The New Zealand Initiative rebuts the Minister of Workplace Relations and Safety’s claim to a select committee that New Zealand’s labour productivity growth rate since 1991 was 46% below that of Australia.
On figures recently supplied by the Ministry of Business, Innovation and Employment, the correct figure was 30%. A marginally more sophisticated trend analysis reported in the policy paper puts the difference at 23%.
In making these errors, the Minister sought to discredit the Employment Contracts Act 1991. He is trying to justify a return to trade-union-dominated wage negotiation regulations, as advocated by the CTU.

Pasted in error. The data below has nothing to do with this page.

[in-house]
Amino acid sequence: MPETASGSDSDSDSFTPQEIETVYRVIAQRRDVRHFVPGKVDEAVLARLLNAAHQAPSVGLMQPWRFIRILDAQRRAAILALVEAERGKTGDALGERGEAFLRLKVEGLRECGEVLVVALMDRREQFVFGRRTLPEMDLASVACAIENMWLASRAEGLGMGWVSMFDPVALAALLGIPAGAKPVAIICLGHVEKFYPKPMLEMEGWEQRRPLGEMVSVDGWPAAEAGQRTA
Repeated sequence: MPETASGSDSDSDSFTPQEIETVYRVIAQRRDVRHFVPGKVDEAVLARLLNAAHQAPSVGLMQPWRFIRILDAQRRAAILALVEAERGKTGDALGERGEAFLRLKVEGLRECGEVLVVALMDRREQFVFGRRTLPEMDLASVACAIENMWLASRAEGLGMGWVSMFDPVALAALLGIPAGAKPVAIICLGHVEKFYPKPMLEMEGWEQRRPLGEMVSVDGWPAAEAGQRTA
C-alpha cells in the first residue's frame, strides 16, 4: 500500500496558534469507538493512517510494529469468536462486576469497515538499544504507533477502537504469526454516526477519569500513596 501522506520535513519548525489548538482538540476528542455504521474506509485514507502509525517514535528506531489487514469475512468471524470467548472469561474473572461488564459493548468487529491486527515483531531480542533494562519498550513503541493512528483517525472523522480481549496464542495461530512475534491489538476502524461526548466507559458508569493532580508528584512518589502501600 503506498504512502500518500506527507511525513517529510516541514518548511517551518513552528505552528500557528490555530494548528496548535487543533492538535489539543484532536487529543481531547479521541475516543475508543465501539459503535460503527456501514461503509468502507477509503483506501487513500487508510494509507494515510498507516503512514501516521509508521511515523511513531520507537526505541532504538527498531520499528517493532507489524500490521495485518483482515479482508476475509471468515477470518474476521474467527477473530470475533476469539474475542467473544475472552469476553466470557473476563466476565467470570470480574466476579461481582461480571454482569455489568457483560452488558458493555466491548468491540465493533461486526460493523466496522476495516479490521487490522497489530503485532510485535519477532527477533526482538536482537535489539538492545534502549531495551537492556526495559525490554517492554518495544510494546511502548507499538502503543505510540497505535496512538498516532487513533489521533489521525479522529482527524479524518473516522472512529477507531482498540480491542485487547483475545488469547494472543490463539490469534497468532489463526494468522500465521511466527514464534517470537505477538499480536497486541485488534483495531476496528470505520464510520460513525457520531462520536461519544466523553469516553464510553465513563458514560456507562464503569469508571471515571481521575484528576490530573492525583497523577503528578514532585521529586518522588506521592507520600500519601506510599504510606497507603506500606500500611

Our 5 July Policy Note, Minister hopelessly ill-informed on labour market statistics, rebutted other aspects of his statistical claims. It also included two charts that showed that New Zealand’s trend rate of labour productivity growth since 1991 has been faster than before 1991, both absolutely and relative to Australia,
In this short policy paper Dr Bryce Wilkinson calculates that New Zealand’s labour productivity growth was 54% below Australian's between 1964 and 1990, much worse than the above 23% margin.
We conclude that “if New Zealanders’ wellbeing were its central concern, the government would be focusing on lifting productivity growth, not impeding flexibility and productivity with its Fair Pay Agreement Bill.